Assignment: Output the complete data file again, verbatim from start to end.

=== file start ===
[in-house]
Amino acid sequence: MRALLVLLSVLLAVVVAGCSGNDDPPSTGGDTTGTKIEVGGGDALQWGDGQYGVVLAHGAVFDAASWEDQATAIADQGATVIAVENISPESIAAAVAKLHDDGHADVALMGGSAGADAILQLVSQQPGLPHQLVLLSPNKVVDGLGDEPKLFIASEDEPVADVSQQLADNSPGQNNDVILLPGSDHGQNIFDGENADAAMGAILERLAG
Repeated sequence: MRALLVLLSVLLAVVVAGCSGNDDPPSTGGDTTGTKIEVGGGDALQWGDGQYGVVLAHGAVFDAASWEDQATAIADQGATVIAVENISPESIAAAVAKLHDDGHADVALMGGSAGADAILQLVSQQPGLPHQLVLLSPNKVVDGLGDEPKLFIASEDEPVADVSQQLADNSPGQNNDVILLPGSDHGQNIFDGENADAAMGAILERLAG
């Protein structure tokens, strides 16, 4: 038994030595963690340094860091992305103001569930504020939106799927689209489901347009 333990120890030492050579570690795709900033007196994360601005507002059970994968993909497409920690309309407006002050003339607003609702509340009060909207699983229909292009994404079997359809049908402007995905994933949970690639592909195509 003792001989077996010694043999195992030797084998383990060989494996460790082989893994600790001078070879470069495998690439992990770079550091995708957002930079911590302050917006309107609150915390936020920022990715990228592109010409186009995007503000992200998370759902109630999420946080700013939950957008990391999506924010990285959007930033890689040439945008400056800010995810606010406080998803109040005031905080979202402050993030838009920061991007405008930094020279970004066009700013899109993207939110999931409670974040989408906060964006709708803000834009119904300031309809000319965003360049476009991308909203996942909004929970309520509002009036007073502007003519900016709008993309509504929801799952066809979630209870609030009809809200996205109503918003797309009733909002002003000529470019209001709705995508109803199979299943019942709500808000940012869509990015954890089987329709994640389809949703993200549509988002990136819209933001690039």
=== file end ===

[in-house]
Amino acid sequence: MRALLVLLSVLLAVVVAGCSGNDDPPSTGGDTTGTKIEVGGGDALQWGDGQYGVVLAHGAVFDAASWEDQATAIADQGATVIAVENISPESIAAAVAKLHDDGHADVALMGGSAGADAILQLVSQQPGLPHQLVLLSPNKVVDGLGDEPKLFIASEDEPVADVSQQLADNSPGQNNDVILLPGSDHGQNIFDGENADAAMGAILERLAG
Repeated sequence: MRALLVLLSVLLAVVVAGCSGNDDPPSTGGDTTGTKIEVGGGDALQWGDGQYGVVLAHGAVFDAASWEDQATAIADQGATVIAVENISPESIAAAVAKLHDDGHADVALMGGSAGADAILQLVSQQPGLPHQLVLLSPNKVVDGLGDEPKLFIASEDEPVADVSQQLADNSPGQNNDVILLPGSDHGQNIFDGENADAAMGAILERLAG
């Protein structure tokens, strides 16, 4: 038994030595963690340094860091992305103001569930504020939106799927689209489901347009 333990120890030492050579570690795709900033007196994360601005507002059970994968993909497409920690309309407006002050003339607003609702509340009060909207699983229909292009994404079997359809049908402007995905994933949970690639592909195509 003792001989077996010694043999195992030797084998383990060989494996460790082989893994600790001078070879470069495998690439992990770079550091995708957002930079911590302050917006309107609150915390936020920022990715990228592109010409186009995007503000992200998370759902109630999420946080700013939950957008990391999506924010990285959007930033890689040439945008400056800010995810606010406080998803109040005031905080979202402050993030838009920061991007405008930094020279970004066009700013899109993207939110999931409670974040989408906060964006709708803000834009119904300031309809000319965003360049476009991308909203996942909004929970309520509002009036007073502007003519900016709008993309509504929801799952066809979630209870609030009809809200996205109503918003797309009733909002002003000529470019209001709705995508109803199979299943019942709500808000940012869509990015954890089987329709994640389809949703993200549509988002990136819209933001690039």